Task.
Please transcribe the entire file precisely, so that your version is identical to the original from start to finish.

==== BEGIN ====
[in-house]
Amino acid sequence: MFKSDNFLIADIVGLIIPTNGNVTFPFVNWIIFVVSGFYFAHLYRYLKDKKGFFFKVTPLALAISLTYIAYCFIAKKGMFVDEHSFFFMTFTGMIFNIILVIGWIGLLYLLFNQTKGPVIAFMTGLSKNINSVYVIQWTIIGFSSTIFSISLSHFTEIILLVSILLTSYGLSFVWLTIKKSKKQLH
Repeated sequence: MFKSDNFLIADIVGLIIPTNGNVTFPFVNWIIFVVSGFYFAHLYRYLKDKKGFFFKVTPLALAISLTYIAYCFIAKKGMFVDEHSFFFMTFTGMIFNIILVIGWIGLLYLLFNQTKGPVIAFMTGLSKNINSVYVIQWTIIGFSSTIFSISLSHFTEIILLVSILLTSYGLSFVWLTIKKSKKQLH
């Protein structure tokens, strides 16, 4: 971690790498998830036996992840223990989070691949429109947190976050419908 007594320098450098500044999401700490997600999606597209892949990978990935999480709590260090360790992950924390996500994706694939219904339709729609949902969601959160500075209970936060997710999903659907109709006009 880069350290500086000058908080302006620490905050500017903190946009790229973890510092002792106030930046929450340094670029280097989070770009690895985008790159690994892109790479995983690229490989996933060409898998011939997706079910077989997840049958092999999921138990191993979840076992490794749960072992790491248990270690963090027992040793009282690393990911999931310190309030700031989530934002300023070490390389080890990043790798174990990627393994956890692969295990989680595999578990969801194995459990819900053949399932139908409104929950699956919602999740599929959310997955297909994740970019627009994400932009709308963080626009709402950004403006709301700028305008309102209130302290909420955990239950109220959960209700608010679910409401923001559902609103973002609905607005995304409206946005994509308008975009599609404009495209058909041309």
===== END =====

[in-house]
Amino acid sequence: MFKSDNFLIADIVGLIIPTNGNVTFPFVNWIIFVVSGFYFAHLYRYLKDKKGFFFKVTPLALAISLTYIAYCFIAKKGMFVDEHSFFFMTFTGMIFNIILVIGWIGLLYLLFNQTKGPVIAFMTGLSKNINSVYVIQWTIIGFSSTIFSISLSHFTEIILLVSILLTSYGLSFVWLTIKKSKKQLH
Repeated sequence: MFKSDNFLIADIVGLIIPTNGNVTFPFVNWIIFVVSGFYFAHLYRYLKDKKGFFFKVTPLALAISLTYIAYCFIAKKGMFVDEHSFFFMTFTGMIFNIILVIGWIGLLYLLFNQTKGPVIAFMTGLSKNINSVYVIQWTIIGFSSTIFSISLSHFTEIILLVSILLTSYGLSFVWLTIKKSKKQLH
């Protein structure tokens, strides 16, 4: 971690790498998830036996992840223990989070691949429109947190976050419908 007594320098450098500044999401700490997600999606597209892949990978990935999480709590260090360790992950924390996500994706694939219904339709729609949902969601959160500075209970936060997710999903659907109709006009 880069350290500086000058908080302006620490905050500017903190946009790229973890510092002792106030930046929450340094670029280097989070770009690895985008790159690994892109790479995983690229490989996933060409898998011939997706079910077989997840049958092999999921138990191993979840076992490794749960072992790491248990270690963090027992040793009282690393990911999931310190309030700031989530934002300023070490390389080890990043790798174990990627393994956890692969295990989680595999578990969801194995459990819900053949399932139908409104929950699956919602999740599929959310997955297909994740970019627009994400932009709308963080626009709402950004403006709301700028305008309102209130302290909420955990239950109220959960209700608010679910409401923001559902609103973002609905607005995304409206946005994509308008975009599609404009495209058909041309």